Huntington, a motivational speaker, ghostwriter and the editor of 110º Magazine, wrote “How to Put Your Whole Self In” as a way of sharing with the world his own path to a meaningful life. He searched for fulfillment in a number of ways, including work as a minister, but did not experience a sense of daily internal serenity until he began, as the he put it in his book, “living on purpose.”
He learned through personal experience and study to “keep undimmed the sunshine of internal weather” in the face of adversities such as a bout with cancer and his mother’s death. In the book’s foreword, he describes the way he now lives: “I nearly always go to bed at night with the blessed thought that I hadn’t spent one minute of the day with someone I didn’t want to be with, nor had I done one thing that I didn’t want to do.” He is happy because he chooses to be happy, and his book shows readers how he maintains that mindset.
The book contains 101 daily bite-sized passages that take about 10 minutes to read, each followed by two practical application steps. The instructions are phrased as commands, but Huntington avoids placing imperatives on his readers: “It’s certainly not a prescription. It just gets people thinking.”
Many topics are uplifting and inspiring. “Make Blessings Count” encourages readers to realize the ways in which they’re blessed and use those blessings to help others. “Take Two-Minute Vacations” advocates pausing throughout the day and spending two minutes simply “reflecting on some truth or beauty” in the world. Other passages feature humorous metaphors such as “Be a Potato,” which life’s difficulties can make us “resilient and adaptable,” like a potato in boiling water.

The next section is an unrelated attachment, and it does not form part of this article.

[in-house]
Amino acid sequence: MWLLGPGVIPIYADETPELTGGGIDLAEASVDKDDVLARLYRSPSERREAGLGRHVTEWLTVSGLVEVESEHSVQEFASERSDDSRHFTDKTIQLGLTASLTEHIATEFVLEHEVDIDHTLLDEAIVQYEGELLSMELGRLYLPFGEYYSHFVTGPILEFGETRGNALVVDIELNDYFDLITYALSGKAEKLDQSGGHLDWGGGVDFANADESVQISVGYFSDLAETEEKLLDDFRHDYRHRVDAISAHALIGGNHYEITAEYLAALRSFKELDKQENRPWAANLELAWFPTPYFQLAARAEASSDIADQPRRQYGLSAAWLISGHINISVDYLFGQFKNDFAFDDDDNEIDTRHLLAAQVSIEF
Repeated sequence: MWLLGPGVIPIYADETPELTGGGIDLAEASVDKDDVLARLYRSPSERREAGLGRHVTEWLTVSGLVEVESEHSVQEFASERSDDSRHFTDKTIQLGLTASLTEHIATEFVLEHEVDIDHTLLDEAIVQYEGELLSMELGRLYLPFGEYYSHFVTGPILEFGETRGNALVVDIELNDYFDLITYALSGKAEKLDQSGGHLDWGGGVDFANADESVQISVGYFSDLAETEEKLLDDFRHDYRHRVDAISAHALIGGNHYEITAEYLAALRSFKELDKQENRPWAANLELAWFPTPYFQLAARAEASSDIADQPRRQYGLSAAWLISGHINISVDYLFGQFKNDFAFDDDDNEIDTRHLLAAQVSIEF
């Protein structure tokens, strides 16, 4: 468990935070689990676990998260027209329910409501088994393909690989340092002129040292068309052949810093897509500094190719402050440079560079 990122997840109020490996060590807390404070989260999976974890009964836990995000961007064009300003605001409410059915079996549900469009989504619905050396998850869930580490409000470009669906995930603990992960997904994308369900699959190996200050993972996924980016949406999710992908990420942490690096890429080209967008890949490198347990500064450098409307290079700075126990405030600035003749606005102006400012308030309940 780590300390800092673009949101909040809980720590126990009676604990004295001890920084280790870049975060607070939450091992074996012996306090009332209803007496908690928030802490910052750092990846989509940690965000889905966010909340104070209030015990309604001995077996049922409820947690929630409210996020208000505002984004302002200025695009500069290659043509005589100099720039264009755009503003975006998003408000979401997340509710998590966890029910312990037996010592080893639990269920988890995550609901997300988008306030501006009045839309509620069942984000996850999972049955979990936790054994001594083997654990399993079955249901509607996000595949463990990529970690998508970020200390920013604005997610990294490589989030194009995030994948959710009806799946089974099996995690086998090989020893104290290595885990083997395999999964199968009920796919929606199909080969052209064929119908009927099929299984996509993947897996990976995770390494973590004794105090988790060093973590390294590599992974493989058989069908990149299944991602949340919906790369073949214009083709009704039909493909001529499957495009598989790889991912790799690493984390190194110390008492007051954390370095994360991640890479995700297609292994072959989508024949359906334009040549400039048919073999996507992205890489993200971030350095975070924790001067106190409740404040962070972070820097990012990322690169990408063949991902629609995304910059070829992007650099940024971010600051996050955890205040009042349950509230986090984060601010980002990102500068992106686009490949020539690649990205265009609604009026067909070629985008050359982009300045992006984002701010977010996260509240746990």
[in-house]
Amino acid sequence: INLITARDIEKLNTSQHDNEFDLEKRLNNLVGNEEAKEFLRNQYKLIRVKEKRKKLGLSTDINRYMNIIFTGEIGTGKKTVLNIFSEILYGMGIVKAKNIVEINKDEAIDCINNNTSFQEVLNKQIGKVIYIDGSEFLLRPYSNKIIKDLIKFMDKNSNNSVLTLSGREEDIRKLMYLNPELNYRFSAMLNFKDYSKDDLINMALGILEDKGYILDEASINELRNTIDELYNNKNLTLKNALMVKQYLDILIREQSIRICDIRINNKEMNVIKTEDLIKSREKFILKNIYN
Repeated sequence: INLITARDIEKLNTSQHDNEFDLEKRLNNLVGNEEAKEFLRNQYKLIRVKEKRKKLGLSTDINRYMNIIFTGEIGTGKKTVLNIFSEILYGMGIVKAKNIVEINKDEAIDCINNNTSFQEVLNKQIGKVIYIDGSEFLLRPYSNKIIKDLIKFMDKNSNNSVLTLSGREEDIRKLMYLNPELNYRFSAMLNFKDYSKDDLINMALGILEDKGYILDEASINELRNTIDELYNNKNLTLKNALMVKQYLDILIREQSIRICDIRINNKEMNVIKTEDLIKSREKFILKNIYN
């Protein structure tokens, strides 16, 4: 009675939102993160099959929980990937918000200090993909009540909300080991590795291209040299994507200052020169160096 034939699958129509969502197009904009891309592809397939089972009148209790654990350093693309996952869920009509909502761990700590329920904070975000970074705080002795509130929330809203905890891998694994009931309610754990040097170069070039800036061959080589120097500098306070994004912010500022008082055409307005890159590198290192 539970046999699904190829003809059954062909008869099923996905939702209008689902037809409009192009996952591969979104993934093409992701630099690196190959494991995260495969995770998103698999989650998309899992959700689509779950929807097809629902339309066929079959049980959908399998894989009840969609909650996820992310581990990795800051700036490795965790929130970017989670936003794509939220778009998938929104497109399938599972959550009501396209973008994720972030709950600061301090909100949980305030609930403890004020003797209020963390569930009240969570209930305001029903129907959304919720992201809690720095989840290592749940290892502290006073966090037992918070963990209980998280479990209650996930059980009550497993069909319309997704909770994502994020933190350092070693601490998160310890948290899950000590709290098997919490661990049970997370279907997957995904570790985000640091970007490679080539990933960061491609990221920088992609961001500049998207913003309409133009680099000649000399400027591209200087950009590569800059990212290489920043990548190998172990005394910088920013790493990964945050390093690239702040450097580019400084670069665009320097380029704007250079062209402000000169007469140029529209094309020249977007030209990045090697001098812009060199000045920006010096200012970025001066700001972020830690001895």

Some of the book’s subjects are challenges. Day 33, “Think No Evil,” urges us to say something nice about those who are objects of gossip. Day 42 tells readers to “reflect on the worst thing that happened in your life and then list three good things that resulted from that negative incident.” In Huntington’s formulation, “The happiest people are not those who have no problems, but are those who have encountered difficulties and even tragedies and have overcome them.”
Though Huntington states in the foreword that readers can consider God to be whatever higher power or personification of the universe they prefer, the author conveys a deep level of spirituality throughout his book. Readers who find passages that rankle them can practice Day 35’s challenge: “Read a book by some author or on some topic that you disagree with most.”
Though Huntington’s book sometimes carries the tone of one who has arrived, he makes a point of reassuring the reader that his new life didn’t come about by magic, but by daily application of the steps described in the book. He asserts that he’s still a work in progress, and that transforming our lives is a perpetual and often difficult journey – but worth it. “Engage completely, to the extent that you can,” writes Huntington. “That’s how you have a fulfilled life.”
“How to Put Your Whole Self In” is available on Amazon.com for $14.95. Visit www.howtoputyourwholeselfin.com for more information.